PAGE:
Brunei’s push to introduce Sharia law and deliver the extremely wealthy Muslim sultanate into legal territory more akin with Taliban thinking has been ruled incompatible with international human rights law by the International Commission of Jurists (ICJ).
The ICJ also described the laws and severe punishments, which will come into force in April, as a backward step, particularly for women who have “more risk of receiving this penalty because they are most likely to be found guilty of adultery or having engaged in extra-marital sexual relations.”
Under the Sharia penal code the tough revised laws criminalizes extra-marital affairs, consensual gay sex and also re-introduces the death penalty by stoning and amputations for thieves, ending a long-standing moratorium.
Brunei announced the re-introduction of the laws in October, shortly after the tiny island state ended its 12-month term as chairman of the 10-nation Association of Southeast Asian Nations (ASEAN). Critics argue the decision was timed to limit international criticism of the archaic medieval laws.
Sultan Hassanal Bolkiah has said the Sharia Penal Code would only apply to Muslims and should be regarded as a form of “special guidance” from God.
About two-thirds of Brunei’s 420,000-strong population is Muslim.
Brunei became the first state in East Asia to impose Sharia law, beating even Malaysia which holds dear to its dubious claims of being secular. This will challenge ASEAN and its plans to launch an ASEAN Economic Community (AEC), partially modeled on the European Union, by the end of next year.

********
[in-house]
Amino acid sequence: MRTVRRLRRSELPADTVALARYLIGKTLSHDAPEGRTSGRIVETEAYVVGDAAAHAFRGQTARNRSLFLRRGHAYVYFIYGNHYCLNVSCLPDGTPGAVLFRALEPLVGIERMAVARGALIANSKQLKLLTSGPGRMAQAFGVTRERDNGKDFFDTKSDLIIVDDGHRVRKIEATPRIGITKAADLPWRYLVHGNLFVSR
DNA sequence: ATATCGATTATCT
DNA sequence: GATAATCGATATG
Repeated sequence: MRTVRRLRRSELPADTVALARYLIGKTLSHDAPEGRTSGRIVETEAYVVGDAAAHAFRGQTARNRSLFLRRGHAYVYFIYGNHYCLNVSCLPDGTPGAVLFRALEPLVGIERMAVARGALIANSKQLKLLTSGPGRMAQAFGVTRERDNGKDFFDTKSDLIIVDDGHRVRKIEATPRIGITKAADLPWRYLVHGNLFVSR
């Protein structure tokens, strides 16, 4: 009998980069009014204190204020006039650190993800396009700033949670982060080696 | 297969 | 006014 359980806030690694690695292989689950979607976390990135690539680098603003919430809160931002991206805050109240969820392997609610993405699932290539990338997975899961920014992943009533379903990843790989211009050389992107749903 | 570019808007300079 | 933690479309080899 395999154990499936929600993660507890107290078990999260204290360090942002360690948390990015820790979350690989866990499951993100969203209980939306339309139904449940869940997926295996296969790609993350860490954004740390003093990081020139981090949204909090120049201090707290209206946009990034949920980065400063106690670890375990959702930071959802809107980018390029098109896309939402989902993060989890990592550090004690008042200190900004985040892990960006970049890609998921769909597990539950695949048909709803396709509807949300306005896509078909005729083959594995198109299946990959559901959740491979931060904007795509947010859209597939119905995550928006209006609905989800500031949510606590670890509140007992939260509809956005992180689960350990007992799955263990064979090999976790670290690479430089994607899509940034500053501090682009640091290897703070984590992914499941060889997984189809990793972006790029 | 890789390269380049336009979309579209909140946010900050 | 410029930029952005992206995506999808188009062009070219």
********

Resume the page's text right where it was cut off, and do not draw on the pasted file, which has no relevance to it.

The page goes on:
In a letter to the Brunei government, the ICJ said the new legislation was not compatible with international human rights law. ICJ’s international adviser Emerlynne Gil told Australian radio the laws were definitely a setback for Brunei and the region, particularly for a country that was on the road to achieving international human rights standards.
“We were very surprised that an ASEAN member is doing this, especially at this point in time, where the ASEAN is trying to demonstrate to the international community that it is able to develop human rights standards,” she said.
The ICJ also noted that many crimes under the code would have a high burden of proof and that Sharia court judges would have discretion over punishments.
Standing Islamic rules in Brunei have traditionally been more sternly enforced than in Malaysia and Indonesia and were imposed largely through the family courts. Its rules include a ban on alcohol and evangelism by other religions.
Luke Hunt can be followed on Twitter at @lukeanthonyhunt.